The Conditions of Christian Revelation
The transcendental conditions necessary to account for God-talk are in sum the Christian-theistic theory of reality (or world view). To be more specific, it is the presupposition that humans are created in the image and likeness of God and possess a sensus deitatis indeed, have an actual knowledge of God that explains the possibility of meaningful God-talk.

The Christian-theistic philosophy of revelation begins with the presupposition that the very act of creation by God was an act of revelation. The creation is a revelation of God and is inherently and exhaustively revelational in character. It cannot but express God.

God creates by his Word, the agency of his self-disclosure and the expression of his will. God's Word is meaning-instilling, a Word of original and creative interpretation (or pre-interpretation) of all things, and we discover truth when our interpretation (a derivative reinterpretation) agrees with God's meaning-assignment and evaluation, such that we are "thinking God's thoughts after him." Our knowledge wholly depends on the revelational character of created reality (its disclosure of God's architectural plan); our judgments must refer to the archetypical judgment of God, grasping the meanings his Word has assigned in establishing a meaningful cosmos. Our apprehension of the meaning of created things what they are and how they function therefore reveals to us something of the mind of God (an understanding in part of his thoughts and intents). Were creation not revelational, we could not know anything whatsoever, but creation qua creation is necessarily revelational.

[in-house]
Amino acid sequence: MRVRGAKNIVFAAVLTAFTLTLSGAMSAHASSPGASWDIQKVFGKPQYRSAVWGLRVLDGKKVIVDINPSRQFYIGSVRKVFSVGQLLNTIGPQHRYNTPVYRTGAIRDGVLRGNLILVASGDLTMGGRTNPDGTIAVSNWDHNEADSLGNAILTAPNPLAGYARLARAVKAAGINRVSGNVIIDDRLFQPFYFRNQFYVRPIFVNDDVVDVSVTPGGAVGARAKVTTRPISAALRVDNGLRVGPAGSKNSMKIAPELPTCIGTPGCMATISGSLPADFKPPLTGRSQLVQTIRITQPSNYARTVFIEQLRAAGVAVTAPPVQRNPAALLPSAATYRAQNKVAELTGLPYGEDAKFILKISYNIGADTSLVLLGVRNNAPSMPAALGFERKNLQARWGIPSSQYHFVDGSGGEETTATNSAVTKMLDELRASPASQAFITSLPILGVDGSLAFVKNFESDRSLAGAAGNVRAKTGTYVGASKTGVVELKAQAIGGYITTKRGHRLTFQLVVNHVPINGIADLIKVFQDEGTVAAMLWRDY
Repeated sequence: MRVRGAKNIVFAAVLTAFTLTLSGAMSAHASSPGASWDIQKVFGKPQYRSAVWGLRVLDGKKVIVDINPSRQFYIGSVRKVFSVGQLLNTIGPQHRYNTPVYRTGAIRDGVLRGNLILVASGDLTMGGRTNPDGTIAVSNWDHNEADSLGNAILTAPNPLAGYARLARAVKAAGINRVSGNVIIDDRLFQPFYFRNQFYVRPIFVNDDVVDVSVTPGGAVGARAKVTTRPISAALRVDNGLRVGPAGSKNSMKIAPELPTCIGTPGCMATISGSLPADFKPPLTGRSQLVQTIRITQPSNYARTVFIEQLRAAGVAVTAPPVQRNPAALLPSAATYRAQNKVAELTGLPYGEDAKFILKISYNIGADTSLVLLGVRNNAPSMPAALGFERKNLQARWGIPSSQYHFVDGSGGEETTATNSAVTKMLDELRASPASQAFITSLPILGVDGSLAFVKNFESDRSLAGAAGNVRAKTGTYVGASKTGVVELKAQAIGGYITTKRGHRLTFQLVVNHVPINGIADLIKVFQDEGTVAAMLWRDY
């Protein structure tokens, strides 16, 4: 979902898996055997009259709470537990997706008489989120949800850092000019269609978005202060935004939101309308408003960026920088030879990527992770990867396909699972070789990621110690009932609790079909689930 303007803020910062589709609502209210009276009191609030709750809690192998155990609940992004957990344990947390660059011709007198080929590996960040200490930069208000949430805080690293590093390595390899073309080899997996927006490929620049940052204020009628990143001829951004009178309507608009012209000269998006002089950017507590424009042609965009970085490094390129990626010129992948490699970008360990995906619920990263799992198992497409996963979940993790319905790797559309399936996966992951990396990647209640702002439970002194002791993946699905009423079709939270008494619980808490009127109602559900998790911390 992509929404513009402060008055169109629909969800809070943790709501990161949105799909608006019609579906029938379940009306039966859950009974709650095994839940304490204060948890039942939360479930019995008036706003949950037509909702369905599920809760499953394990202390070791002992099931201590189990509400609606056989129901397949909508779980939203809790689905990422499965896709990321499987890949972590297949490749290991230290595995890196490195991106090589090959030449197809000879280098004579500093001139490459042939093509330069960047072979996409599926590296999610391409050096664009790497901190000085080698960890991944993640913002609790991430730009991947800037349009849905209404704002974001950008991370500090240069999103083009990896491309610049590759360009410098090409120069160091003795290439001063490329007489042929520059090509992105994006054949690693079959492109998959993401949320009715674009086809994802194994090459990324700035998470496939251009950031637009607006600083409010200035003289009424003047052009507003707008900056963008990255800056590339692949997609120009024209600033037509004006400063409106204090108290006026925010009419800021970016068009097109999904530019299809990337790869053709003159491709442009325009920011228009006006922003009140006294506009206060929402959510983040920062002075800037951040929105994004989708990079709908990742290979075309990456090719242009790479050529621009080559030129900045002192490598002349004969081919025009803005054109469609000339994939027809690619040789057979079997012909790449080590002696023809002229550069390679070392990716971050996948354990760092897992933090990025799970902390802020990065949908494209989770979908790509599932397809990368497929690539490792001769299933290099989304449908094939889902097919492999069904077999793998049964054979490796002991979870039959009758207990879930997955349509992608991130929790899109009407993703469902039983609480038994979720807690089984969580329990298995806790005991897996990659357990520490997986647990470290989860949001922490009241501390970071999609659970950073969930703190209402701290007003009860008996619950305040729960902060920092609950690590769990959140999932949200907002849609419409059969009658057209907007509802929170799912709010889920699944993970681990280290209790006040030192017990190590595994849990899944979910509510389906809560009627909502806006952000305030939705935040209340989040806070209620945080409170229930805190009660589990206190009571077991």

It is of course quite true that Christian-theism insists upon the voluntary character of God's revelation. Revelation is a free act of divine self-disclosure, the act of a personal God who chooses to make himself known, and God remains inapprehensible unknowable and inaccessible apart from his revealing himself. Yet we cannot think of this freedom in a nominalistic way. God need not create or engage in any ad extra work, for he is aseitous (self-contained). Creation is an act of his will; it is not necessitated by some inner law of his being which compels this action, but it is instead a free and sovereign act. Nevertheless, having purposed to create, it is impossible for God to conceal himself, to be unrevealed in and to his creation, even if it remains true that he need not be revealed exhaustively.